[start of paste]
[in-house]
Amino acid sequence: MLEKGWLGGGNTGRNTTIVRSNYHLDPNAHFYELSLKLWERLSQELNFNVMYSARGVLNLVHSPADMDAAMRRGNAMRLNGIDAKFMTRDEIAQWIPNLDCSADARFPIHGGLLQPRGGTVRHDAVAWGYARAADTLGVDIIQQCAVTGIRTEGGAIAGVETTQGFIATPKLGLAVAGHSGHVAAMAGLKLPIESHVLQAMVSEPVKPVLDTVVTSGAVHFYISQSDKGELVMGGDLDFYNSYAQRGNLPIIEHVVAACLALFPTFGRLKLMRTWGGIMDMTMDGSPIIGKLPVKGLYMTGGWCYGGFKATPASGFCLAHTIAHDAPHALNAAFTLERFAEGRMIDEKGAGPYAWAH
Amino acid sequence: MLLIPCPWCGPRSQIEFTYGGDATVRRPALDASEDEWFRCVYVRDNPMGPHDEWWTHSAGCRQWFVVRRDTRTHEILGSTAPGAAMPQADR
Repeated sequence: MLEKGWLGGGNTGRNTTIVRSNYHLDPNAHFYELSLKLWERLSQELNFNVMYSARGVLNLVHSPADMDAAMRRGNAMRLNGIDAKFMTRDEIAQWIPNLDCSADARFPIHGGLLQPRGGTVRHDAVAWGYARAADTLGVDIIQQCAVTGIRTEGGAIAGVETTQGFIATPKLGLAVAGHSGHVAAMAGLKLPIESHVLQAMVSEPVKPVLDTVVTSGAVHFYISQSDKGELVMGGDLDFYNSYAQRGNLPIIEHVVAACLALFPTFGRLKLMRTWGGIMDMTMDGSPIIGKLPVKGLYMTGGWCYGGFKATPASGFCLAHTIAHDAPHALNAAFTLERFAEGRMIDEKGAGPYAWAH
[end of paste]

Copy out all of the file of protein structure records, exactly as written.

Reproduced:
[in-house]
Amino acid sequence: MLEKGWLGGGNTGRNTTIVRSNYHLDPNAHFYELSLKLWERLSQELNFNVMYSARGVLNLVHSPADMDAAMRRGNAMRLNGIDAKFMTRDEIAQWIPNLDCSADARFPIHGGLLQPRGGTVRHDAVAWGYARAADTLGVDIIQQCAVTGIRTEGGAIAGVETTQGFIATPKLGLAVAGHSGHVAAMAGLKLPIESHVLQAMVSEPVKPVLDTVVTSGAVHFYISQSDKGELVMGGDLDFYNSYAQRGNLPIIEHVVAACLALFPTFGRLKLMRTWGGIMDMTMDGSPIIGKLPVKGLYMTGGWCYGGFKATPASGFCLAHTIAHDAPHALNAAFTLERFAEGRMIDEKGAGPYAWAH
Amino acid sequence: MLLIPCPWCGPRSQIEFTYGGDATVRRPALDASEDEWFRCVYVRDNPMGPHDEWWTHSAGCRQWFVVRRDTRTHEILGSTAPGAAMPQADR
Repeated sequence: MLEKGWLGGGNTGRNTTIVRSNYHLDPNAHFYELSLKLWERLSQELNFNVMYSARGVLNLVHSPADMDAAMRRGNAMRLNGIDAKFMTRDEIAQWIPNLDCSADARFPIHGGLLQPRGGTVRHDAVAWGYARAADTLGVDIIQQCAVTGIRTEGGAIAGVETTQGFIATPKLGLAVAGHSGHVAAMAGLKLPIESHVLQAMVSEPVKPVLDTVVTSGAVHFYISQSDKGELVMGGDLDFYNSYAQRGNLPIIEHVVAACLALFPTFGRLKLMRTWGGIMDMTMDGSPIIGKLPVKGLYMTGGWCYGGFKATPASGFCLAHTIAHDAPHALNAAFTLERFAEGRMIDEKGAGPYAWAH